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Aircraft Bridging/Transfer/Documentation Requirements

There are times and occasions when an operator may require adding or deleting an aircraft, or a fleet of aircraft, to a new maintenance program. This is called aircraft bridging or transferring to increase efficiency and/or reduce costs. Aircraft lessors are routinely required to transition aircraft from one maintenance program to another in order to meet specified delivery requirements. Returning an aircraft from the operator to the manufacturer has its own requirements.

When an aircraft transitions from one operator to another or from one inspection program to another, the time in service, calendar times, or cycles of operation accumulated under the previous program must be applied in determining inspection due times under the new program. In addition, some aircraft operators may have more stringent maintenance requirements than the aircraft manufacturer recommends.

Developing Solutions

Developing solutions for bridging maintenance requirements takes specialized skills and knowledge. It often requires the assistance of the aircraft manufacturer or specialist third-party maintenance repair & overhaul (MROs) companies. Bridging involves reviewing the task requirements of two maintenance programs and developing a “task differences” list.

A “task differences” list does not in itself mean a maintenance package. Instead, it is the product of a detailed analysis of the transfer aircraft’s maintenance history in relation to the Maintenance Program the aircraft is to be placed under. If the aircraft reverts back to the manufacturer, they will want to know where the aircraft falls under their own Maintenance Program recommendations.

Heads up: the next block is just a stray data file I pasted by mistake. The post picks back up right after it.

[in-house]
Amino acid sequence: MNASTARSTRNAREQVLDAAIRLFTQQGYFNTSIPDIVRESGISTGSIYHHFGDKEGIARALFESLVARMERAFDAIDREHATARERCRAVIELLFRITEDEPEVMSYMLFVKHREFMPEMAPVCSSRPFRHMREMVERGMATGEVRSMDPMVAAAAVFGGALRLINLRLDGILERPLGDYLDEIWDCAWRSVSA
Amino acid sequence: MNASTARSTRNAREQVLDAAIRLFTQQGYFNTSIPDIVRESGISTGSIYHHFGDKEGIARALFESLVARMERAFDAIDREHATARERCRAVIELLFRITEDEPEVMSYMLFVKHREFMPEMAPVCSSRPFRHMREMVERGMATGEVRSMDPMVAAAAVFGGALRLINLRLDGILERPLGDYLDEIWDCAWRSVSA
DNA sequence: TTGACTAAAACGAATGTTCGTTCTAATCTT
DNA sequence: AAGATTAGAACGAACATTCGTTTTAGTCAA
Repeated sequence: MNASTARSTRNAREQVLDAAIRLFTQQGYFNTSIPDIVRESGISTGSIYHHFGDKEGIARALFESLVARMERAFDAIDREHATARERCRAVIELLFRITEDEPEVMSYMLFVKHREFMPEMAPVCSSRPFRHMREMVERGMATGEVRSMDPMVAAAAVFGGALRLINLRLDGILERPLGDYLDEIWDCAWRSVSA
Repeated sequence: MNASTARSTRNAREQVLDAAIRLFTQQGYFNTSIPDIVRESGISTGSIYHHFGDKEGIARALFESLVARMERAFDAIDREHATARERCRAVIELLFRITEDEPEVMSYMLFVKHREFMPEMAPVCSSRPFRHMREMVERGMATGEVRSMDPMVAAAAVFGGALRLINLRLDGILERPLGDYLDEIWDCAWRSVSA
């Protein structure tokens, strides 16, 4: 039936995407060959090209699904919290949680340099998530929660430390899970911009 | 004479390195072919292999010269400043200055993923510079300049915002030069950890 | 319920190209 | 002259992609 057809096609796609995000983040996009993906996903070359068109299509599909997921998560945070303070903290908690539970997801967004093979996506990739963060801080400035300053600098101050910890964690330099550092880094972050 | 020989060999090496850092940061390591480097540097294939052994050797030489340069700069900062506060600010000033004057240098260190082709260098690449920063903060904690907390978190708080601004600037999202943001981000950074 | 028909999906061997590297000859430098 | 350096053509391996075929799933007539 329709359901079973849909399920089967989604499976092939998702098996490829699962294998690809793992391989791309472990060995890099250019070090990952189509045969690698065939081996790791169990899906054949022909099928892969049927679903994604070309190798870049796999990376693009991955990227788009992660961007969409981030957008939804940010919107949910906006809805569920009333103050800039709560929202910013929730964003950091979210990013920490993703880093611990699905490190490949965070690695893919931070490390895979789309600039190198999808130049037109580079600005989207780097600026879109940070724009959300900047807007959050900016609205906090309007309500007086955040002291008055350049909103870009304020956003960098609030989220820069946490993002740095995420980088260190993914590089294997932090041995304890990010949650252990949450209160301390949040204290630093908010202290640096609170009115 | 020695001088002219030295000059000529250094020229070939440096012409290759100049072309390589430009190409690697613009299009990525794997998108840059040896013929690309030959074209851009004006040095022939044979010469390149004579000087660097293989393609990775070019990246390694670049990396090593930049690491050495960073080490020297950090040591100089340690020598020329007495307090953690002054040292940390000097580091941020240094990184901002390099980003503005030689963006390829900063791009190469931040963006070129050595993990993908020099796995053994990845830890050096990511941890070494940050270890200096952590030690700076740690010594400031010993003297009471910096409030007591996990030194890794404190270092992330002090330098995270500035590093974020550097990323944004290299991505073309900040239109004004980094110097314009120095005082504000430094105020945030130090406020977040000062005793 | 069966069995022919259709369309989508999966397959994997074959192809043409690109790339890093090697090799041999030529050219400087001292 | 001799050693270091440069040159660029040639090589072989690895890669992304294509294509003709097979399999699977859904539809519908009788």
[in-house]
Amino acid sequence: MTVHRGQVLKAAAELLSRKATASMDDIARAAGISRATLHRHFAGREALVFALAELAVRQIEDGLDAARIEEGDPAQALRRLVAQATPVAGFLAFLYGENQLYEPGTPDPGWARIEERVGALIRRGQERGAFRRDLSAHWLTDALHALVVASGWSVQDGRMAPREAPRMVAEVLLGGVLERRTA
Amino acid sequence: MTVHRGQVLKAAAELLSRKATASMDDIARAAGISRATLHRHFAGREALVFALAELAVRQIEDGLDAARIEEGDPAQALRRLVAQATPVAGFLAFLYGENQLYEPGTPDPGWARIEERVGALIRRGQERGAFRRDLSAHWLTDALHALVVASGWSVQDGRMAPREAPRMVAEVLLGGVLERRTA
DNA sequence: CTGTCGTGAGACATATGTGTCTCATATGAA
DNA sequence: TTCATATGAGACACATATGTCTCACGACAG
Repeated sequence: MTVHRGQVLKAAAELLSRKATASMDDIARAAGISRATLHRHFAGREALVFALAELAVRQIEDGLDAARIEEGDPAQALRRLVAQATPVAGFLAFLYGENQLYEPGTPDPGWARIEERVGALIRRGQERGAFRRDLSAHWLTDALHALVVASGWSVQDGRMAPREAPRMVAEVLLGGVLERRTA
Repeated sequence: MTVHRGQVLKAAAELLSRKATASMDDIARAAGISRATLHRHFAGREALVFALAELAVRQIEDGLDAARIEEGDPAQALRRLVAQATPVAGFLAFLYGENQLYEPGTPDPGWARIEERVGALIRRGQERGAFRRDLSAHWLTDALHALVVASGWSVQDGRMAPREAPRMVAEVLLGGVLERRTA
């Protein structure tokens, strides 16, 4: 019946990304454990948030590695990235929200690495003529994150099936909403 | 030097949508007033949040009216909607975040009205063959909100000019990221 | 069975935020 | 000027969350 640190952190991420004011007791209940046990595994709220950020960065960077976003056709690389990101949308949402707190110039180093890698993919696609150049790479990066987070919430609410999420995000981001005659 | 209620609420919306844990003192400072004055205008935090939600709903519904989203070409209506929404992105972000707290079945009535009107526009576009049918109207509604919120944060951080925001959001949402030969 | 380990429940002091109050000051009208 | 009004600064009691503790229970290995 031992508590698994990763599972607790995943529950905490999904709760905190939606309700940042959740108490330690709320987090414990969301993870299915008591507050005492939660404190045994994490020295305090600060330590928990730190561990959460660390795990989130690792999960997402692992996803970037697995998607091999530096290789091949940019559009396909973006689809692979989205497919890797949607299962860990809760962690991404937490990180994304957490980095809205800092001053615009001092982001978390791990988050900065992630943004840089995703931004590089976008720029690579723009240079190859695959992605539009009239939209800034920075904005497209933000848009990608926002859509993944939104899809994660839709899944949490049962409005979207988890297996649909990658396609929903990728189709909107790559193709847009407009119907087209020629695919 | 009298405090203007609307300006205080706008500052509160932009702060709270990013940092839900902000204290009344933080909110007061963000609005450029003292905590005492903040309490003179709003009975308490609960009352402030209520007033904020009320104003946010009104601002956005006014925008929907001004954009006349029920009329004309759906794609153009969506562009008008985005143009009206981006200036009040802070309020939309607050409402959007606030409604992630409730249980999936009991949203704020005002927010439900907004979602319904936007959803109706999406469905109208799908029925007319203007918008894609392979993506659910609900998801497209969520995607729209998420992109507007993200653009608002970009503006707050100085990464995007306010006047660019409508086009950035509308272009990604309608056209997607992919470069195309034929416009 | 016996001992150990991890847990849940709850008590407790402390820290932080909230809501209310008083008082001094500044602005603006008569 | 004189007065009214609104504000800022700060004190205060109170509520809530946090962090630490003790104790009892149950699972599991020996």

Usually, there is some maintenance activity required at the time of transfer. The amount will clearly be influenced by the current maintenance status of the subject aircraft and to the extent, the Maintenance Program has been followed. 

It is the new operator’s responsibility to evaluate both the old and new maintenance programs. Then they will need to develop a transition plan suitable for the authorities to integrate the new aircraft into their maintenance operation.

A transition plan will evaluate the elements of the programs as they relate to an airframe and engine. These elements include:

  • Certification Maintenance Requirements
  • Airworthiness Limitation Items
  • Instructions for Continued Airworthiness
  • Airworthiness Directives / Service Bulletins
  • Corrosion Prevention and Control Program
  • Major Repairs and Alterations

Let us assist you and your company with these requirements. Our specialists are highly skilled in the research needed to accomplish a successful transfer of Maintenance Programs or aircraft transfer. We have assisted many operators with these requirements and look forward to assisting you as well.

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